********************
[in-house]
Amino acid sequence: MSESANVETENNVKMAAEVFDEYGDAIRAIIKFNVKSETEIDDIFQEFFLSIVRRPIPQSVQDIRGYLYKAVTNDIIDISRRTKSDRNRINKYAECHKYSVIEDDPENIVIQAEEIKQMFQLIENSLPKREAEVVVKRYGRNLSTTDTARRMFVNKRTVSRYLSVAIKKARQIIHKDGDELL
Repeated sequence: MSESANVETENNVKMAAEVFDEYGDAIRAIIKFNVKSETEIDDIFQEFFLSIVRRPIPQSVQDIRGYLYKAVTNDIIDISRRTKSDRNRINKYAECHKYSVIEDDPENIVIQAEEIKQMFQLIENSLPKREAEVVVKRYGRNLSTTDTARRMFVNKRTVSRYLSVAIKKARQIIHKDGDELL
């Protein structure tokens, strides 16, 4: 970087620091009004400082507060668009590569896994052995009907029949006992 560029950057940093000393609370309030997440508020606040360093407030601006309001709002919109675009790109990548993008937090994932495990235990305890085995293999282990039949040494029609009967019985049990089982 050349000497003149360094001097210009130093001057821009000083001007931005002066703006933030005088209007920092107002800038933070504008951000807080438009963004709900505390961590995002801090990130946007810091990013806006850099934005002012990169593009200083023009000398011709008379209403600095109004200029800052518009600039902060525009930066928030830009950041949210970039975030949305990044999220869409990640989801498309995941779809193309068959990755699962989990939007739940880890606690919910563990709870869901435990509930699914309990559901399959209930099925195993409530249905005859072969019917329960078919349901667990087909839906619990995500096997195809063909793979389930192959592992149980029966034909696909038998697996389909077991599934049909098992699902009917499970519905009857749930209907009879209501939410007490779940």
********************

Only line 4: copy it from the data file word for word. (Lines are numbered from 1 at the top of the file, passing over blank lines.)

């Protein structure tokens, strides 16, 4: 970087620091009004400082507060668009590569896994052995009907029949006992 560029950057940093000393609370309030997440508020606040360093407030601006309001709002919109675009790109990548993008937090994932495990235990305890085995293999282990039949040494029609009967019985049990089982 050349000497003149360094001097210009130093001057821009000083001007931005002066703006933030005088209007920092107002800038933070504008951000807080438009963004709900505390961590995002801090990130946007810091990013806006850099934005002012990169593009200083023009000398011709008379209403600095109004200029800052518009600039902060525009930066928030830009950041949210970039975030949305990044999220869409990640989801498309995941779809193309068959990755699962989990939007739940880890606690919910563990709870869901435990509930699914309990559901399959209930099925195993409530249905005859072969019917329960078919349901667990087909839906619990995500096997195809063909793979389930192959592992149980029966034909696909038998697996389909077991599934049909098992699902009917499970519905009857749930209907009879209501939410007490779940």